Cristy Fernandez began her teaching career at Bailey Charter School in 2006, and came to Lemmon Valley Elementary School in 2008 as a fourth-grade teacher. Since 2009, she has taught fifth grade, and has pioneered the Social Emotional Learning (SEL) program at her school.
In nominating her for this award, Principal Erin Lane wrote, “… her teaching approach involves finding and using children’s unique strengths to help them overcome their struggles and develop a positive self-concept... Ms. Fernandez has inexhaustible energy, creativity, and is always student-centered and researched.”
Mike Salgado works in the Special Education Social Intervention Program at Shaw Middle School, and has worked in the special education realm since coming to WCSD in 2001. He has worked at Spanish Springs High School, Damonte Ranch High School, Sparks High School, and Cold Springs Middle School.
Shaw Middle School Teacher Assistant James Benthin nominated Salgado: “Mike’s class is not just a pleasure to be in, but also very much an honor… Mr. Salgado’s reputation and decorum with students and faculty is above reproach. Mike provides exceptional insights and assistance to all the staff at Shaw Middle School.”
Janet Roberts has taught social studies, U.S. history, and world history for WCSD since 2008 at Procter Hug High School. Currently, she serves as a classroom teacher and instructional coach.
“Janet Roberts is a phenomenal educator,” wrote Principal Lauren Ford. “That word may undersell her value to the students and staff at Hug High School. Her ability to connect to people, in a way that compels them to be better, is remarkable.”
Aaron Grossman began his career with WCSD in 2002, teaching elementary school and serving as a literacy coordinator and school improvement coordinator. He is currently teaching at Roy Gomm Elementary School.
“Aaron’s dedication and passion for teaching are infectious,” wrote his colleague Jennifer Noland, who nominated him for the recognition. “Aaron takes on each day with enthusiasm, a commitment to hard work, and the desire that his students will be career- and college ready.”
Education Support Professionals of the Year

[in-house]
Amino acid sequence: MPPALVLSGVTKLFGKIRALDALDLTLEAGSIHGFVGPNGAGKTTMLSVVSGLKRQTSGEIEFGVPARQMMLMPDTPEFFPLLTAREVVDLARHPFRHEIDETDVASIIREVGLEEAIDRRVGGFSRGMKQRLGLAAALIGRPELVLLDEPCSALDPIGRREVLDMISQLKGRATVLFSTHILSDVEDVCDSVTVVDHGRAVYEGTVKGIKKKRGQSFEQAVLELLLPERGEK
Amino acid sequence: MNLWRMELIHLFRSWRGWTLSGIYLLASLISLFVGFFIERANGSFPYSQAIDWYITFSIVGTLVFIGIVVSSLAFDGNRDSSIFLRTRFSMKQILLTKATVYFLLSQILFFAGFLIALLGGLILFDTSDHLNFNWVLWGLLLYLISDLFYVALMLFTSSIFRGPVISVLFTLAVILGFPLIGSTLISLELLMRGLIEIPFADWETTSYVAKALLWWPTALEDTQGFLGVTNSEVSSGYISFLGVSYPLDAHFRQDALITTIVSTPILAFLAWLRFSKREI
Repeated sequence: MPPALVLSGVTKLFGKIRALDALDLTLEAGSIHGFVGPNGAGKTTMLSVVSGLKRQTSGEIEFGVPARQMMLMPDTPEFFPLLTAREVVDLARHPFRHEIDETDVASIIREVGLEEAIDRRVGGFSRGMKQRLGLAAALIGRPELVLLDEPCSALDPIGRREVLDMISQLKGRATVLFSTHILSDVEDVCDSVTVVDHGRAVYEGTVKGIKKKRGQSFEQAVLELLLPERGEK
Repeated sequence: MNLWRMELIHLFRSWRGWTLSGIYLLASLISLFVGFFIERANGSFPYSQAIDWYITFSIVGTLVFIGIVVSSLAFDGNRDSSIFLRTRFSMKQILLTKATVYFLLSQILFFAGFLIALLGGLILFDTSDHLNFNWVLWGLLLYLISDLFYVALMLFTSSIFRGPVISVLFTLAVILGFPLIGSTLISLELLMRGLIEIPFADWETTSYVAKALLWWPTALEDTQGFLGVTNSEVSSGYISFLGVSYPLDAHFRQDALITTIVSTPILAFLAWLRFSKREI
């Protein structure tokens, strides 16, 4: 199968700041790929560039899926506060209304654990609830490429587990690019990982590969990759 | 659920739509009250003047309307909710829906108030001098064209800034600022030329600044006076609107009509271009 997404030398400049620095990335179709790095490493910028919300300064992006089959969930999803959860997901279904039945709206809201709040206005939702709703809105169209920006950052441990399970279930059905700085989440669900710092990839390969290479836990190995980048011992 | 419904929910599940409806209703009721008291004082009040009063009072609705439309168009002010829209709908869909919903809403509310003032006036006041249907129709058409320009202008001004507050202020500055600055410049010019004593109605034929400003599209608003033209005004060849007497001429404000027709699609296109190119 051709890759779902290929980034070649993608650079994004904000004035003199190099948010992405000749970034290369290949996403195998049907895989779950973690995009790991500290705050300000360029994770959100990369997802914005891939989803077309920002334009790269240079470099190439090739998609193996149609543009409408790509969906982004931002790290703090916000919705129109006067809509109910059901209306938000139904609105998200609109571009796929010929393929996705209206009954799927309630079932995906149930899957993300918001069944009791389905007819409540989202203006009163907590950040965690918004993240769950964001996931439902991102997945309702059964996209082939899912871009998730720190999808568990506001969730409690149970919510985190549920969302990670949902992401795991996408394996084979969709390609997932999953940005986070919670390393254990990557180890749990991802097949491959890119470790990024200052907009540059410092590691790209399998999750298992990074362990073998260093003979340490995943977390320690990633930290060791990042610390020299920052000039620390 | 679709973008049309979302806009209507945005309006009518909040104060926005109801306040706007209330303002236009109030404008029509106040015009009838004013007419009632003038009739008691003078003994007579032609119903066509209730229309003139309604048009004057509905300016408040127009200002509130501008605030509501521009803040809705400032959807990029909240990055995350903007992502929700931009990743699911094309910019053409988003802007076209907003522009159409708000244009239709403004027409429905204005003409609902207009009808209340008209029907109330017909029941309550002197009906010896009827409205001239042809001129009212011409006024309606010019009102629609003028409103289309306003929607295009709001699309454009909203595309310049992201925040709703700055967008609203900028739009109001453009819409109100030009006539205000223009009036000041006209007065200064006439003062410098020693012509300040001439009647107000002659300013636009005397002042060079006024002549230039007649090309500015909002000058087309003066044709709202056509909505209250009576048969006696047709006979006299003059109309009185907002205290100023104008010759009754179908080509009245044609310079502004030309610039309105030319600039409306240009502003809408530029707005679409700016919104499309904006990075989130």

Leta Medina has worked as teacher assistant and aide at several elementary schools since joining WCSD in 2004. Currently, she serves as a teacher aide at Lincoln Park Elementary School in Sparks.
“Having Leta as an aide in my classroom makes my job and the students’ lives abundantly better,” wrote Early Strategies teacher LaDawn Malone. “She is constantly coming up with new ideas and creative ways of helping our students succeed. She goes above and beyond for her classroom and co-workers on a consistent basis… I would be lost without her.”
Donald Judd supervises the WCSD Print Shop, and has worked for the District since 1989. He became supervisor in 2012.
The Office of Communications and Community Engagement nominated Judd: “He works early and late to ensure that we are able to do our jobs… He is professional and courteous, always willing to help whenever and wherever he’s asked. In a crisis situation, he is calm and reassuring to all of us, no matter what the situation or time of day… Because of Don, our team is able to be successful in providing communications backup for the District.”
Randy Wales began his career as a special needs bus driver for WCSD in 2011. He now serves as site facilities coordinator at Elmcrest Elementary School.
His colleague, Lani Xander, submitted his nomination: “His initiative in building relationships with staff and students these past two years should be recognized and commended, as each of them greet him daily and highly respect him… They absolutely admire him and are willing to assist whenever possible… He works with the community to collect items for our school’s Clothing Closet in case students need a change of clothes or need warmer ones.”
Joy Wilson has worked for the WCSD Transportation Department since 1997, first as a school bus driver and now as a training coordinator.
Her colleague, Andrew Gomes, nominated her: “[She has] excellent commitment to her position, tasks, and has embraced all of the changes we have made in the last few years. Joy volunteered to take on additional functions in the last year and has excelled with those additional job functions. She continues to display excellent passion towards her work, and continues to be innovative and looks for continuous ways to improve our training department.”
From the Washoe County School District